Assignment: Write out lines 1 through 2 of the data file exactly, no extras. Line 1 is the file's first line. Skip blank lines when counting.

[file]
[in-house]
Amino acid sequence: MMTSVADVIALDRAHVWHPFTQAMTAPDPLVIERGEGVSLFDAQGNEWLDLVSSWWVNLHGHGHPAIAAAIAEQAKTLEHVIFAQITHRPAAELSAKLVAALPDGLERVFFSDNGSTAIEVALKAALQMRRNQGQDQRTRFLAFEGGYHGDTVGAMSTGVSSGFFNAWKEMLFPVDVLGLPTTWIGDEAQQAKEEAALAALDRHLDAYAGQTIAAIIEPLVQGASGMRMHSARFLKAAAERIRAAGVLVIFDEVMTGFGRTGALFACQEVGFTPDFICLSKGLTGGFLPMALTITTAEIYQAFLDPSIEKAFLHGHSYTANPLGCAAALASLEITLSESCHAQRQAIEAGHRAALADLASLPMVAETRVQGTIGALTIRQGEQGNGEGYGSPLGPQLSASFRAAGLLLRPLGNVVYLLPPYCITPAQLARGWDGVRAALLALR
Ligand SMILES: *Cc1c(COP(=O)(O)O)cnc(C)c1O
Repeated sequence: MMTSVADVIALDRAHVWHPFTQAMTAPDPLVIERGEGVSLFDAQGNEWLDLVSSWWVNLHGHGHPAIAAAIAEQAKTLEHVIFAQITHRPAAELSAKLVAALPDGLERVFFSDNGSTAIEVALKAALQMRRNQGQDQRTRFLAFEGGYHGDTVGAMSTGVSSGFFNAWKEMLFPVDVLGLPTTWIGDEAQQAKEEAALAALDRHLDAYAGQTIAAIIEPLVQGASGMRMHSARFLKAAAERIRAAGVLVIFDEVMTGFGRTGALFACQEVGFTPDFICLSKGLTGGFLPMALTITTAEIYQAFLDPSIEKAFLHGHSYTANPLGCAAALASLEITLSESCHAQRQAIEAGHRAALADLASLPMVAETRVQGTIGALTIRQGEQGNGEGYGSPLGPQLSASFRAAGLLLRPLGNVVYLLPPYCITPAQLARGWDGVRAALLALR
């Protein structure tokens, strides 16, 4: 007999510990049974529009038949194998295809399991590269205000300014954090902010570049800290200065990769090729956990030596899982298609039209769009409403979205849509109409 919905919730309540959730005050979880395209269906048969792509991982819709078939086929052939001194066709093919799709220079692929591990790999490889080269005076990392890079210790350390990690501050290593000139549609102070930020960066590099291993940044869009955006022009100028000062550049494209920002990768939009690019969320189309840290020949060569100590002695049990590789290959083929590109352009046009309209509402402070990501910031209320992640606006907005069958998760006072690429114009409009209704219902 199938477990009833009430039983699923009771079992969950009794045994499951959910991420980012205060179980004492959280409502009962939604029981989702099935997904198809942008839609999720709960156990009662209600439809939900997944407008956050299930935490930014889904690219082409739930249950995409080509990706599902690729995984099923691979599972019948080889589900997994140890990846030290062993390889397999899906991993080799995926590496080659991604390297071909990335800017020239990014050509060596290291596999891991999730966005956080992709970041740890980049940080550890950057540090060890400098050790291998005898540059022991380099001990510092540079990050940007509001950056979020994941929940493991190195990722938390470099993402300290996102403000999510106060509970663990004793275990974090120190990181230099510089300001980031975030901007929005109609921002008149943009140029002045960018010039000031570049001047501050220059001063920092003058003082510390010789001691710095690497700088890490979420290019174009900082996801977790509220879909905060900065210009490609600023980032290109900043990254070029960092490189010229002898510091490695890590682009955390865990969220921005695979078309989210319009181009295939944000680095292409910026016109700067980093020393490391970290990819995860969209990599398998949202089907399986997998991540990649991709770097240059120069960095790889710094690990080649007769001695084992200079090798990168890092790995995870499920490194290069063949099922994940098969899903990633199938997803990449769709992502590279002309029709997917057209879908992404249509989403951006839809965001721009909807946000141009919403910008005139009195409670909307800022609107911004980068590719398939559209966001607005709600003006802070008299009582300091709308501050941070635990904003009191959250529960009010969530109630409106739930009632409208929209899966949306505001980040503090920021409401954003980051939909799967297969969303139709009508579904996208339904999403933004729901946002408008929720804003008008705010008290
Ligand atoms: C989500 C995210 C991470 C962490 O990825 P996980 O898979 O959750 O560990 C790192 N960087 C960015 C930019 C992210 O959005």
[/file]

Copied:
[in-house]
Amino acid sequence: MMTSVADVIALDRAHVWHPFTQAMTAPDPLVIERGEGVSLFDAQGNEWLDLVSSWWVNLHGHGHPAIAAAIAEQAKTLEHVIFAQITHRPAAELSAKLVAALPDGLERVFFSDNGSTAIEVALKAALQMRRNQGQDQRTRFLAFEGGYHGDTVGAMSTGVSSGFFNAWKEMLFPVDVLGLPTTWIGDEAQQAKEEAALAALDRHLDAYAGQTIAAIIEPLVQGASGMRMHSARFLKAAAERIRAAGVLVIFDEVMTGFGRTGALFACQEVGFTPDFICLSKGLTGGFLPMALTITTAEIYQAFLDPSIEKAFLHGHSYTANPLGCAAALASLEITLSESCHAQRQAIEAGHRAALADLASLPMVAETRVQGTIGALTIRQGEQGNGEGYGSPLGPQLSASFRAAGLLLRPLGNVVYLLPPYCITPAQLARGWDGVRAALLALR